Top 5 songs of the week!

Top 5 songs of the week!

I have returned with my top 5 songs for this week. Since putting out the last top five I have added another seven hours worth of music to my iTunes so bare with me.

FKA Twigs
Lights On
Jumping straight into this, there’s no need to brief you on who she is and what she’s about, you should already know.
‘Lights On’ had already been a favourite off the album since I listened to it however since her show at Camden Roundhouse, I’ve listened to the song a lot more, at least three times on the way to work alone.

The song that hears her breathy vocals whispering “…we can do it with the lights on” over the chorus, isn’t purely about how she likes to set the scene for sex. Instead the song sets up almost a deep and personal conversation between herself and her lover. The song is a metaphor, Twigs says “the man that you are is defined by the way you act in the light…” As we know anything done in darkness is generally to hide, and here she is saying that a person shows their true self in the light. She wants to open up to him, but first she needs to be able to trust him, and then they can do it with the lights on. The production remains quite chilling, with synths, and patterned beats when the chorus kicks in.

If You’re Reading This It’s Too Late
Amidst the Lil Wayne Vs. Birdman drama, Drake unexpectedly dropped a new album entitled ‘If You’re Reading This It’s Too Late’ with no prior warning. Allegedly this album has only been released so that Drake fulfills his contract of four studio albums, under Cash Money records, as Lil Wayne has said that he wants to take his Young Money artists off the label too. This would make sense, because Drake fans have been anticipating ‘Views From the 6’, since it was mentioned last summer and let’s be real Drake has more than enough music to put out a full length LP and still have leftovers. Even the way this “album” has been put together, seems as though a mixtape would be a better fitting title. I think girls would find this less appealing as it shares similarities to his mixtape days, where he raps quality verses without much emotion. In short, Aubrey does NOT appear on this tape. Selling half a million copies in its’ opening week, even with an album full of spare tracks, Drake is still unstoppable.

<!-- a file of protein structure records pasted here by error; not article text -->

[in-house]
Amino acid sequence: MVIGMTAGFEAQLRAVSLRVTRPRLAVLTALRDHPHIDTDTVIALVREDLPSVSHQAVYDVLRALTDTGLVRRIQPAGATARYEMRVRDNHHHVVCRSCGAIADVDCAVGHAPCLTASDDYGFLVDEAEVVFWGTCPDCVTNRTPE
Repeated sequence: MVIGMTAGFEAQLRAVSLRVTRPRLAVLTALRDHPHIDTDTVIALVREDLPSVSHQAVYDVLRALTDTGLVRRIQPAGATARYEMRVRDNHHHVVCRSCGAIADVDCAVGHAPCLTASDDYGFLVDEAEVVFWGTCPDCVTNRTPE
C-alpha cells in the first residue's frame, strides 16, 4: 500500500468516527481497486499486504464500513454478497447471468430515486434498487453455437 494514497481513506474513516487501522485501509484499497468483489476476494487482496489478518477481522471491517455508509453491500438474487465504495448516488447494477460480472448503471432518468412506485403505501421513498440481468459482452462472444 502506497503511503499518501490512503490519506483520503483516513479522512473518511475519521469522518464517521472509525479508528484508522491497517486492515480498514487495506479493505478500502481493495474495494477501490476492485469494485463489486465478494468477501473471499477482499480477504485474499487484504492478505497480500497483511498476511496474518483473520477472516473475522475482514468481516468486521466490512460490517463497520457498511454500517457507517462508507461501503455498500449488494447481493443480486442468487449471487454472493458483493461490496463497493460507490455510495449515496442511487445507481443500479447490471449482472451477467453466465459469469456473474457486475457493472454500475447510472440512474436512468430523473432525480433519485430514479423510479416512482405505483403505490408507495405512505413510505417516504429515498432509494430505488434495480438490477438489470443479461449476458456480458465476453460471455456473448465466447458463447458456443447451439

This song is a strong opening to the album/mixtape or whatever it is you want to call it. Drake tells us, “If I die I’m a motherf*****g legend,” in this Ode to himself. Proclaiming that despite claims and people suggesting that he fell off after previous album spawned pop hit ‘Hold On We’re Going Home’; he will die a legend because he is that great. His music continues to go platinum and he sells out shows across the globe. Admittedly I love the cockiness because as an artist he knows what he is doing, and while he may not be a gritty raw rapper, he continues to succeed, heading towards that legendary status. I like this one because I can relate.

If You’re Reading This It’s Too Late
‘Views from the 6’ could actually go on hold for a minute. Drake needs to allow us to live in the moment, to enjoy this little tie over until then. He continuously creates anthems for the clubs and makes enough phrases to caption Instagram posts for the next year. Between him and Kanye, they intend on getting the conspiracy theorists clocking overtime. Have you seen the way the letter ‘O’ is stylized on Drakes artwork? Now turn it upside down….